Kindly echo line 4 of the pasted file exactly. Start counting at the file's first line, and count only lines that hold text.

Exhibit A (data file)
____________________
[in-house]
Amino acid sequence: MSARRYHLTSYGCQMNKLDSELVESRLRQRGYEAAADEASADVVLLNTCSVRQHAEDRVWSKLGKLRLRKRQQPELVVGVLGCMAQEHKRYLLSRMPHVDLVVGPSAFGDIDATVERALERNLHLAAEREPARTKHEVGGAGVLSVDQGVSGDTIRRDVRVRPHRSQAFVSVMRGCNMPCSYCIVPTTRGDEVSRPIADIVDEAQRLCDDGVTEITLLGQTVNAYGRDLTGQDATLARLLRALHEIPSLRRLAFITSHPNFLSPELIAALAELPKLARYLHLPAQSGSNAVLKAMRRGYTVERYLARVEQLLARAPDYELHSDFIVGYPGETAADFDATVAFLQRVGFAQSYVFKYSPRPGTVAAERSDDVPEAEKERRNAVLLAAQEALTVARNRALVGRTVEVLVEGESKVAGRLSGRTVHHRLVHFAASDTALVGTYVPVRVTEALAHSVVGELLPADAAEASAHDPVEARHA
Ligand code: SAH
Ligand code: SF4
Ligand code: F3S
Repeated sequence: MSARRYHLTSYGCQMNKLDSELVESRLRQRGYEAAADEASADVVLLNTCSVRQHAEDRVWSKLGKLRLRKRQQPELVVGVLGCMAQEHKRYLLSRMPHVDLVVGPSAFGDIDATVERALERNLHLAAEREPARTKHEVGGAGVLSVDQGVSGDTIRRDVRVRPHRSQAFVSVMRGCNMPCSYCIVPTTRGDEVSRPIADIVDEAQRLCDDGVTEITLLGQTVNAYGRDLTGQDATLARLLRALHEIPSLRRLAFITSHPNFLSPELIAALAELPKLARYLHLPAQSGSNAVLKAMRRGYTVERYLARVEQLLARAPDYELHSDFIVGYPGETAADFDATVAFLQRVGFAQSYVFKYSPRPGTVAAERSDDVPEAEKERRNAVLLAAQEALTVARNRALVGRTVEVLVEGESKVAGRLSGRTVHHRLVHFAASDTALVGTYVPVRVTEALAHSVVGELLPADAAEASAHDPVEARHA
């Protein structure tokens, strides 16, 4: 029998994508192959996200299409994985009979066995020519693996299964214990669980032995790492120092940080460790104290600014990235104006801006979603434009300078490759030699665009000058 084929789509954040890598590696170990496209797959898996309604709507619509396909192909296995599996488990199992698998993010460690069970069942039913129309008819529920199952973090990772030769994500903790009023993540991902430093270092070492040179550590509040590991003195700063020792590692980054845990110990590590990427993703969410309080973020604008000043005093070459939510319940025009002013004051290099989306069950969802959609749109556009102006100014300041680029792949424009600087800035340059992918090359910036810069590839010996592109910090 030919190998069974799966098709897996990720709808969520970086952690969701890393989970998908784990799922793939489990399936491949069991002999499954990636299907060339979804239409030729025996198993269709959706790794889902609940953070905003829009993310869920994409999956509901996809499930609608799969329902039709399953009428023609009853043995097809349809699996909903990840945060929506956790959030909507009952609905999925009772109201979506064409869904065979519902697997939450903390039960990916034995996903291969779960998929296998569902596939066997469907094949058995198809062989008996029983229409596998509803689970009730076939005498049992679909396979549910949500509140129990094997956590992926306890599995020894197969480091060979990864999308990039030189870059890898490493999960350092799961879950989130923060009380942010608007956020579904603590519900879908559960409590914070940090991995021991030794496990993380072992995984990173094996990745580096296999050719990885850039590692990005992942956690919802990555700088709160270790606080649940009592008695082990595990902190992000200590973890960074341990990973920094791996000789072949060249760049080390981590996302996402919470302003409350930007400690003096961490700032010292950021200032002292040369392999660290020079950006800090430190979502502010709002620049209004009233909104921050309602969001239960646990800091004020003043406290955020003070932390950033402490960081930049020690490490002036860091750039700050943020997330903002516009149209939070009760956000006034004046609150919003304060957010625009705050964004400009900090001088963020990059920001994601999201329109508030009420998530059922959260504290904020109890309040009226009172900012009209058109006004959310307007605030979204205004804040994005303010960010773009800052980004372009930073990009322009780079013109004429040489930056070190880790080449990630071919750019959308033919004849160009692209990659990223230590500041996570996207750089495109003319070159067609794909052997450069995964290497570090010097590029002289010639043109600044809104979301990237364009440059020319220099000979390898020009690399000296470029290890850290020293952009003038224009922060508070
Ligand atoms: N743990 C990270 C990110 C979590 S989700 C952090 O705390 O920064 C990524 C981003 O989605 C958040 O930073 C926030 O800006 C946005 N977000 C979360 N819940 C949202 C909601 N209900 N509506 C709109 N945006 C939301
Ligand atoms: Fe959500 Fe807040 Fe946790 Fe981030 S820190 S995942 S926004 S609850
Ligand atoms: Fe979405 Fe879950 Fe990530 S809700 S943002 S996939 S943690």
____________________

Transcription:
Ligand code: SF4